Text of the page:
http://sources.gentoo.org/viewvc.cgi/gentoo-x86/media-video/mplayer/mplayer-1.1-r1.ebuild?r1=1.20&r2=1.21
http://sources.gentoo.org/viewvc.cgi/gentoo-x86/media-video/mplayer/mplayer-9999.ebuild?r1=1.140&r2=1.141

But I don't maintain media-video/mplayer2 or otherwise care about it, so if you want that one fixed too, you should likely file a bug at http://bugs.gentoo.org/
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Budoka
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PostPosted: Fri Mar 22, 2013 2:08 am    Post subject: Reply with quote

Sorry guys. Although I appreciate all the comments/assistance I am still not clear what "I" am suppose to be doing on my box.

I use VLC not mplayer.
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NeddySeagoon
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PostPosted: Fri Mar 22, 2013 6:48 pm    Post subject: Reply with quote

Budoka,

What you need to do depends on what
Code:
emerge -pv sys-fs/udisks:0 gnome-base/gvfs
shows.
Please run that command and post the output.
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Budoka
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PostPosted: Sat Mar 23, 2013 1:08 am    Post subject: Reply with quote

NeddySeagoon wrote:
Budoka,

What you need to do depends on what
Code:
emerge -pv sys-fs/udisks:0 gnome-base/gvfs
shows.
Please run that command and post the output.


Thanks Neddy. This is what it gave me:

Code:
# emerge -pv sys-fs/udisks:0 gnome-base/gvfs

These are the packages that would be merged, in order:

Calculating dependencies... done!
[ebuild   R    ] sys-fs/udisks-1.0.4-r5  USE="nls -debug -remote-access (-selinux)" 0 kB
[ebuild   R    ] gnome-base/gvfs-1.12.3  USE="bluetooth cdda gdu http ios udev -afp -archive -avahi -bluray -doc -fuse -gnome-keyring -gphoto2 -samba (-udisks)" 0 kB

Total: 2 packages (2 reinstalls), Size of downloads: 0 kB


I gather this means I am using udisks? But still not sure what that means for me.
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VoidMage
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PostPosted: Sat Mar 23, 2013 1:16 am    Post subject: Reply with quote

Any chance it's something as simple as not rebuilding vlc after libudev got ABI bump ?
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desultory
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PostPosted: Sat Mar 23, 2013 2:21 am    Post subject: Reply with quote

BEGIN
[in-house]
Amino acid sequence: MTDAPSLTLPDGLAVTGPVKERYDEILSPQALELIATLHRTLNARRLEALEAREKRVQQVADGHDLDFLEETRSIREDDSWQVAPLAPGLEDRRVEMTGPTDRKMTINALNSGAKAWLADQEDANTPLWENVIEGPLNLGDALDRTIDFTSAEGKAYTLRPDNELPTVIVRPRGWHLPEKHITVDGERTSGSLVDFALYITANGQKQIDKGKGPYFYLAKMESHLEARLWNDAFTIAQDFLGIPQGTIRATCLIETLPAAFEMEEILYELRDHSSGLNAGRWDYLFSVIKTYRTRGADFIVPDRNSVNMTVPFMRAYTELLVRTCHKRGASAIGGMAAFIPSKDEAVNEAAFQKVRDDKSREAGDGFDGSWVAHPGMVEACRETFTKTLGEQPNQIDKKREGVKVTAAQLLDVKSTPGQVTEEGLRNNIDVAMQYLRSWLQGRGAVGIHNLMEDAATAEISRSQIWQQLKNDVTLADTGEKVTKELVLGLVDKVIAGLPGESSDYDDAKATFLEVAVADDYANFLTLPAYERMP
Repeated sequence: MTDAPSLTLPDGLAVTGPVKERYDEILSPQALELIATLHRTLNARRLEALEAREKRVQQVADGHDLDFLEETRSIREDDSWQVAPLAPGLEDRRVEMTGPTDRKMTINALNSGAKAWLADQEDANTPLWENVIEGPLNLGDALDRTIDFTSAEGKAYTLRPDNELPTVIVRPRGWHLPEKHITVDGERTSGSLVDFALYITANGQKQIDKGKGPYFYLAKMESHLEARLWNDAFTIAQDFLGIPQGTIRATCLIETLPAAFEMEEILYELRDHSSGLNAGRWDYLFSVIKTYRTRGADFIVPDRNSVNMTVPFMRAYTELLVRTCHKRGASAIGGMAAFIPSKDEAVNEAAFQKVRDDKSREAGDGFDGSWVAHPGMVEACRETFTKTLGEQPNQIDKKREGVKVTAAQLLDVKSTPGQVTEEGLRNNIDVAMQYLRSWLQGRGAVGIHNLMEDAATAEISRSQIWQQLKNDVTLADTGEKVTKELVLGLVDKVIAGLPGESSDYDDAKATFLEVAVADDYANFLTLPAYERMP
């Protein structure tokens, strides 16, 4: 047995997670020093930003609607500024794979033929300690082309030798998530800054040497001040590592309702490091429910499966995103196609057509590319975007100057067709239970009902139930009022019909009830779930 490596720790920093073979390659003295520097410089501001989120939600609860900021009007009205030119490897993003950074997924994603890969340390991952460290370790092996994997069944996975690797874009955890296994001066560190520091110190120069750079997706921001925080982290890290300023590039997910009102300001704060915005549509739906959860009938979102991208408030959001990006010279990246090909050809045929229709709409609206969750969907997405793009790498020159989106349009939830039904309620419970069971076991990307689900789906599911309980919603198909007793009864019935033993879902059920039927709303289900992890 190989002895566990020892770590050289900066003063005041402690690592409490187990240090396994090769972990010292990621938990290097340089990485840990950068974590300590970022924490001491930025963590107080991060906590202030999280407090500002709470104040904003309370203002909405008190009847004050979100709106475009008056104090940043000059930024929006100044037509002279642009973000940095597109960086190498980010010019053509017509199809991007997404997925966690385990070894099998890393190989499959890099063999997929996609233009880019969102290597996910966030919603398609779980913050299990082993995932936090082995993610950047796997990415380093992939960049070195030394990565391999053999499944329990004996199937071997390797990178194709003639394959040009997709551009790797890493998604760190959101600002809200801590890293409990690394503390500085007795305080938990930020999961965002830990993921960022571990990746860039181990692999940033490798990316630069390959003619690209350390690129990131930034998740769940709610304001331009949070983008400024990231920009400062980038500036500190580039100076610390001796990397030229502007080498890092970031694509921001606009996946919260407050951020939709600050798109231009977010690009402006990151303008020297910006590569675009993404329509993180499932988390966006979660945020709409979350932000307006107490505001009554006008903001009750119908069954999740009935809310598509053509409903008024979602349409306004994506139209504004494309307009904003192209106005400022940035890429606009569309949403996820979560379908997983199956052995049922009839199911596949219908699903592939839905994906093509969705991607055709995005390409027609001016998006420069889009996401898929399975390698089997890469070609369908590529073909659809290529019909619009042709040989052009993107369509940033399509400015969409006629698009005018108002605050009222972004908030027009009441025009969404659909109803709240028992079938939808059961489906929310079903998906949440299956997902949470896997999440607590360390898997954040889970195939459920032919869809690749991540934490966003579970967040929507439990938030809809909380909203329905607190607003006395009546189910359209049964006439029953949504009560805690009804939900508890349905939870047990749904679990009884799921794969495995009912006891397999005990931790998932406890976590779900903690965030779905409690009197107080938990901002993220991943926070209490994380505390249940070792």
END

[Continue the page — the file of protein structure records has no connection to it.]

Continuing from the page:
Budoka wrote:
Sorry guys. Although I appreciate all the comments/assistance I am still not clear what "I" am suppose to be doing on my box.

I use VLC not mplayer.
Have you tried setting the default DVD device used by VLC? From what I read here, it seems that modifying ~/.config/vlc/vlcrc to include the following should suffice:
Code:
dvd=/dev/sr0
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Budoka
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PostPosted: Sat Mar 23, 2013 2:47 am    Post subject: Reply with quote

desultory wrote:
Budoka wrote:
Sorry guys. Although I appreciate all the comments/assistance I am still not clear what "I" am suppose to be doing on my box.

I use VLC not mplayer.
Have you tried setting the default DVD device used by VLC? From what I read here, it seems that modifying ~/.config/vlc/vlcrc to include the following should suffice:
Code:
dvd=/dev/sr0


I'll give it a try but what I am not clear about at the moment is if I am suppose to have the 2 lines commented out or active in my fstab?
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desultory
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PostPosted: Sat Mar 23, 2013 2:59 am    Post subject: Reply with quote

That was addressed earlier by ssuominen. In short, if you are using sys-fs/udisks:0 leaving them uncommented could cause conflicts with the automounter, but with sys-fs/udisks:2 no such conflicts are present. So just check which slot you are using and go from there, if you are even using the automounter, if you are not then leave them active.
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Budoka
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PostPosted: Sun Mar 24, 2013 1:09 am    Post subject: Reply with quote

desultory wrote:
That was addressed earlier by ssuominen. In short, if you are using sys-fs/udisks:0 leaving them uncommented could cause conflicts with the automounter, but with sys-fs/udisks:2 no such conflicts are present. So just check which slot you are using and go from there, if you are even using the automounter, if you are not then leave them active.


OK. So I umnerged sys-fs/udisks:0, emerged sys-fs/udisks:2, and uncommented the 2 lines in fstab in question.

Now my DVD does not mount at all nor is it recognized by any media player. What's up?

All I want is to be able to stick a disc in the box, have it automount,and be able to play it.
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PostPosted: Sun Mar 24, 2013 12:13 pm    Post subject: Reply with quote

Budoka,

You are missing the point. DVDs are not mounted to be able to play them.
If they are mounted, the filesystem found at the mount point is ignored, since the filesystem is deliberately corrupt as a means of copy protection.

You either need to configure your DVD player of choice to use /dev/sr0 as the place to look for DVDs, or give the correct options on the DVD player command line. Most players the at provide a GUI also have a setup option. For mplayer, you need to edit its configuration file.